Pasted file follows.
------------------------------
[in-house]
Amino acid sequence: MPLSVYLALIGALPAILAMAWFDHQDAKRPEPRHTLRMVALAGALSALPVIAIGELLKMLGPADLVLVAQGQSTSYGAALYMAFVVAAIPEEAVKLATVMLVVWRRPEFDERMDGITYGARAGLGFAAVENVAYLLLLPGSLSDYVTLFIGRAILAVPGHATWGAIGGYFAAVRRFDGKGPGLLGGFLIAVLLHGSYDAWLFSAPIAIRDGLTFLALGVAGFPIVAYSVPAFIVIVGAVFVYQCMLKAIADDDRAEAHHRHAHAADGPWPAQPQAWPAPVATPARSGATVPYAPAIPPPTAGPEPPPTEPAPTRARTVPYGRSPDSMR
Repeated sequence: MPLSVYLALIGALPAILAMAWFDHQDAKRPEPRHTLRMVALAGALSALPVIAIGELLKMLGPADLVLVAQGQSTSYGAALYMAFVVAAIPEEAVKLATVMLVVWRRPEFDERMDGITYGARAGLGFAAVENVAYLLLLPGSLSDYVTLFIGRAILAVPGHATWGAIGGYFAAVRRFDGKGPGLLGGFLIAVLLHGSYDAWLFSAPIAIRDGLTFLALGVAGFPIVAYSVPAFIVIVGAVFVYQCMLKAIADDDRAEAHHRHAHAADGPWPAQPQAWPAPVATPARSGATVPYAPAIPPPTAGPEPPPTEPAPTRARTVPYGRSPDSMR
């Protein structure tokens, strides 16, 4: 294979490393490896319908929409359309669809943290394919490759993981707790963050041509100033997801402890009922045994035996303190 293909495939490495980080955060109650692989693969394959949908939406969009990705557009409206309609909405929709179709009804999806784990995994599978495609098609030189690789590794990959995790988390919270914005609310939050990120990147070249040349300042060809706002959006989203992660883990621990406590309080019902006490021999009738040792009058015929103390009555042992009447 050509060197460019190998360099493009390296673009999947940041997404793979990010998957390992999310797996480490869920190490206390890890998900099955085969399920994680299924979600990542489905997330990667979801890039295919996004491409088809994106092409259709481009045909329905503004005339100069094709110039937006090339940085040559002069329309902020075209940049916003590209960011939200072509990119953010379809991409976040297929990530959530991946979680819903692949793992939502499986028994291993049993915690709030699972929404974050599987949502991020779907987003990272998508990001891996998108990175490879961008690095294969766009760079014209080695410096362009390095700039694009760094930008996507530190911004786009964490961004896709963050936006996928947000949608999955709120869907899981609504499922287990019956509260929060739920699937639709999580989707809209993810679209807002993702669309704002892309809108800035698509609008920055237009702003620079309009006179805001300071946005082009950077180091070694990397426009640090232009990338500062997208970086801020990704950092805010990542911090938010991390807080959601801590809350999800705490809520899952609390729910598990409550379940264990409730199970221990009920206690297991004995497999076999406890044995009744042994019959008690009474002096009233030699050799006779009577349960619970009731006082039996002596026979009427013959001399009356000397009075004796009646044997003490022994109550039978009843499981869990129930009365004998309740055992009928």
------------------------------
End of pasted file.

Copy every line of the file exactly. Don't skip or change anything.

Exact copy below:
[in-house]
Amino acid sequence: MPLSVYLALIGALPAILAMAWFDHQDAKRPEPRHTLRMVALAGALSALPVIAIGELLKMLGPADLVLVAQGQSTSYGAALYMAFVVAAIPEEAVKLATVMLVVWRRPEFDERMDGITYGARAGLGFAAVENVAYLLLLPGSLSDYVTLFIGRAILAVPGHATWGAIGGYFAAVRRFDGKGPGLLGGFLIAVLLHGSYDAWLFSAPIAIRDGLTFLALGVAGFPIVAYSVPAFIVIVGAVFVYQCMLKAIADDDRAEAHHRHAHAADGPWPAQPQAWPAPVATPARSGATVPYAPAIPPPTAGPEPPPTEPAPTRARTVPYGRSPDSMR
Repeated sequence: MPLSVYLALIGALPAILAMAWFDHQDAKRPEPRHTLRMVALAGALSALPVIAIGELLKMLGPADLVLVAQGQSTSYGAALYMAFVVAAIPEEAVKLATVMLVVWRRPEFDERMDGITYGARAGLGFAAVENVAYLLLLPGSLSDYVTLFIGRAILAVPGHATWGAIGGYFAAVRRFDGKGPGLLGGFLIAVLLHGSYDAWLFSAPIAIRDGLTFLALGVAGFPIVAYSVPAFIVIVGAVFVYQCMLKAIADDDRAEAHHRHAHAADGPWPAQPQAWPAPVATPARSGATVPYAPAIPPPTAGPEPPPTEPAPTRARTVPYGRSPDSMR
């Protein structure tokens, strides 16, 4: 294979490393490896319908929409359309669809943290394919490759993981707790963050041509100033997801402890009922045994035996303190 293909495939490495980080955060109650692989693969394959949908939406969009990705557009409206309609909405929709179709009804999806784990995994599978495609098609030189690789590794990959995790988390919270914005609310939050990120990147070249040349300042060809706002959006989203992660883990621990406590309080019902006490021999009738040792009058015929103390009555042992009447 050509060197460019190998360099493009390296673009999947940041997404793979990010998957390992999310797996480490869920190490206390890890998900099955085969399920994680299924979600990542489905997330990667979801890039295919996004491409088809994106092409259709481009045909329905503004005339100069094709110039937006090339940085040559002069329309902020075209940049916003590209960011939200072509990119953010379809991409976040297929990530959530991946979680819903692949793992939502499986028994291993049993915690709030699972929404974050599987949502991020779907987003990272998508990001891996998108990175490879961008690095294969766009760079014209080695410096362009390095700039694009760094930008996507530190911004786009964490961004896709963050936006996928947000949608999955709120869907899981609504499922287990019956509260929060739920699937639709999580989707809209993810679209807002993702669309704002892309809108800035698509609008920055237009702003620079309009006179805001300071946005082009950077180091070694990397426009640090232009990338500062997208970086801020990704950092805010990542911090938010991390807080959601801590809350999800705490809520899952609390729910598990409550379940264990409730199970221990009920206690297991004995497999076999406890044995009744042994019959008690009474002096009233030699050799006779009577349960619970009731006082039996002596026979009427013959001399009356000397009075004796009646044997003490022994109550039978009843499981869990129930009365004998309740055992009928």